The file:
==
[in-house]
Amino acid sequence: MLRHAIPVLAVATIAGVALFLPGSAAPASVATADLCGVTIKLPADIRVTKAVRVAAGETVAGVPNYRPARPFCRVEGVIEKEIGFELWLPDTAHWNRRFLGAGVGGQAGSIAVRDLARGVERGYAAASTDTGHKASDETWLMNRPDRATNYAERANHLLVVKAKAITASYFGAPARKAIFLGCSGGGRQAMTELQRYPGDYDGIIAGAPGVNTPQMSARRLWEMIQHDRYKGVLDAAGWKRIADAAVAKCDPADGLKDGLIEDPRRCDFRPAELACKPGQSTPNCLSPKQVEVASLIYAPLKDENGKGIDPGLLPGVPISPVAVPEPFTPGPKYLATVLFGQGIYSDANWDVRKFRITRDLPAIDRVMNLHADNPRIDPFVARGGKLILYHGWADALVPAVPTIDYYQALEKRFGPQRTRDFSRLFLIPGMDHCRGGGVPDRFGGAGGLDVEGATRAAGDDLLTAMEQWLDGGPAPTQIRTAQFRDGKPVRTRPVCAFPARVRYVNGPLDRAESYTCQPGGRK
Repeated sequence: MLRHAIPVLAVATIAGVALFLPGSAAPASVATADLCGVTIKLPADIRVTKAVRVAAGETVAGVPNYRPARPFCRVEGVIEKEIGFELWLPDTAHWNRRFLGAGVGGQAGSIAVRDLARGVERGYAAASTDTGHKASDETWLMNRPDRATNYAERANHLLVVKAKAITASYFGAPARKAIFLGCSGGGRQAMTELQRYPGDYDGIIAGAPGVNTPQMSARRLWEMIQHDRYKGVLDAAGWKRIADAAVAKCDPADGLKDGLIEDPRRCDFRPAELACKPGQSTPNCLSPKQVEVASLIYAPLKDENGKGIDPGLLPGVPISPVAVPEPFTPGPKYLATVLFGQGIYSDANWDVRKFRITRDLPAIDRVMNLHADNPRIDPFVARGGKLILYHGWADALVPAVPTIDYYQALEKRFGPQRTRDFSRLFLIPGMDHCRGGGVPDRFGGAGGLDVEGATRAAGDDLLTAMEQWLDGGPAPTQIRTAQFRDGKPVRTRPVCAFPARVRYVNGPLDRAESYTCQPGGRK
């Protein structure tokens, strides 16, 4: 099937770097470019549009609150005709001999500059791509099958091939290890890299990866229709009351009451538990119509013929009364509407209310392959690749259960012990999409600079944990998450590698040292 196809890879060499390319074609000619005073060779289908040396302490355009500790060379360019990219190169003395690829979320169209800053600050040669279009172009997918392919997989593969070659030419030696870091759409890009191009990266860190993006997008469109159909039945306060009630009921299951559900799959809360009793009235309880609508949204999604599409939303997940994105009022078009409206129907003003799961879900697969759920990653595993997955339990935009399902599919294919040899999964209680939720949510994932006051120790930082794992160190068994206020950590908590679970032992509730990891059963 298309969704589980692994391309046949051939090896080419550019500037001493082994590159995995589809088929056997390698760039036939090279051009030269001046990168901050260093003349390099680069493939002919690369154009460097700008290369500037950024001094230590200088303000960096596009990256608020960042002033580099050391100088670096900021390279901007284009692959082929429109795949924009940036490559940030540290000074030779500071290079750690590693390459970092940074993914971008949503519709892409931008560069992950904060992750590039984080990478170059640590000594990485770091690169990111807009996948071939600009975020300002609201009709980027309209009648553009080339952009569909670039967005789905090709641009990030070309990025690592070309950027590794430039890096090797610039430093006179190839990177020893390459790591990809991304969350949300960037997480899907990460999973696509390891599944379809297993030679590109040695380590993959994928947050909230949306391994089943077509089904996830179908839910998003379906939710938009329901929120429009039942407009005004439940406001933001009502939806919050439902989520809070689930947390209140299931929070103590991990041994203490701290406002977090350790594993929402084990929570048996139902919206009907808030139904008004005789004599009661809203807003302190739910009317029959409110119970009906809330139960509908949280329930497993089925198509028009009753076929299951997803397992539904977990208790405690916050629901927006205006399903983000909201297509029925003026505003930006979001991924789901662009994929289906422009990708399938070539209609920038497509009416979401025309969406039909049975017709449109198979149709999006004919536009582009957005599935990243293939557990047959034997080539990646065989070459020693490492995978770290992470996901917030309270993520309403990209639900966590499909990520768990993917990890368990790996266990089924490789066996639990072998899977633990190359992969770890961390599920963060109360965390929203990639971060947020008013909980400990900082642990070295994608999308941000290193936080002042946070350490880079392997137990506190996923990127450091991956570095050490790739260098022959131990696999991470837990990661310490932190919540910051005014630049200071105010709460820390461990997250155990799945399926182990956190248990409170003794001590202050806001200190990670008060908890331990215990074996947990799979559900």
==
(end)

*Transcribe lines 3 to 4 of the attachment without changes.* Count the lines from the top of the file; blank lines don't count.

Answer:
Repeated sequence: MLRHAIPVLAVATIAGVALFLPGSAAPASVATADLCGVTIKLPADIRVTKAVRVAAGETVAGVPNYRPARPFCRVEGVIEKEIGFELWLPDTAHWNRRFLGAGVGGQAGSIAVRDLARGVERGYAAASTDTGHKASDETWLMNRPDRATNYAERANHLLVVKAKAITASYFGAPARKAIFLGCSGGGRQAMTELQRYPGDYDGIIAGAPGVNTPQMSARRLWEMIQHDRYKGVLDAAGWKRIADAAVAKCDPADGLKDGLIEDPRRCDFRPAELACKPGQSTPNCLSPKQVEVASLIYAPLKDENGKGIDPGLLPGVPISPVAVPEPFTPGPKYLATVLFGQGIYSDANWDVRKFRITRDLPAIDRVMNLHADNPRIDPFVARGGKLILYHGWADALVPAVPTIDYYQALEKRFGPQRTRDFSRLFLIPGMDHCRGGGVPDRFGGAGGLDVEGATRAAGDDLLTAMEQWLDGGPAPTQIRTAQFRDGKPVRTRPVCAFPARVRYVNGPLDRAESYTCQPGGRK
């Protein structure tokens, strides 16, 4: 099937770097470019549009609150005709001999500059791509099958091939290890890299990866229709009351009451538990119509013929009364509407209310392959690749259960012990999409600079944990998450590698040292 196809890879060499390319074609000619005073060779289908040396302490355009500790060379360019990219190169003395690829979320169209800053600050040669279009172009997918392919997989593969070659030419030696870091759409890009191009990266860190993006997008469109159909039945306060009630009921299951559900799959809360009793009235309880609508949204999604599409939303997940994105009022078009409206129907003003799961879900697969759920990653595993997955339990935009399902599919294919040899999964209680939720949510994932006051120790930082794992160190068994206020950590908590679970032992509730990891059963 298309969704589980692994391309046949051939090896080419550019500037001493082994590159995995589809088929056997390698760039036939090279051009030269001046990168901050260093003349390099680069493939002919690369154009460097700008290369500037950024001094230590200088303000960096596009990256608020960042002033580099050391100088670096900021390279901007284009692959082929429109795949924009940036490559940030540290000074030779500071290079750690590693390459970092940074993914971008949503519709892409931008560069992950904060992750590039984080990478170059640590000594990485770091690169990111807009996948071939600009975020300002609201009709980027309209009648553009080339952009569909670039967005789905090709641009990030070309990025690592070309950027590794430039890096090797610039430093006179190839990177020893390459790591990809991304969350949300960037997480899907990460999973696509390891599944379809297993030679590109040695380590993959994928947050909230949306391994089943077509089904996830179908839910998003379906939710938009329901929120429009039942407009005004439940406001933001009502939806919050439902989520809070689930947390209140299931929070103590991990041994203490701290406002977090350790594993929402084990929570048996139902919206009907808030139904008004005789004599009661809203807003302190739910009317029959409110119970009906809330139960509908949280329930497993089925198509028009009753076929299951997803397992539904977990208790405690916050629901927006205006399903983000909201297509029925003026505003930006979001991924789901662009994929289906422009990708399938070539209609920038497509009416979401025309969406039909049975017709449109198979149709999006004919536009582009957005599935990243293939557990047959034997080539990646065989070459020693490492995978770290992470996901917030309270993520309403990209639900966590499909990520768990993917990890368990790996266990089924490789066996639990072998899977633990190359992969770890961390599920963060109360965390929203990639971060947020008013909980400990900082642990070295994608999308941000290193936080002042946070350490880079392997137990506190996923990127450091991956570095050490790739260098022959131990696999991470837990990661310490932190919540910051005014630049200071105010709460820390461990997250155990799945399926182990956190248990409170003794001590202050806001200190990670008060908890331990215990074996947990799979559900």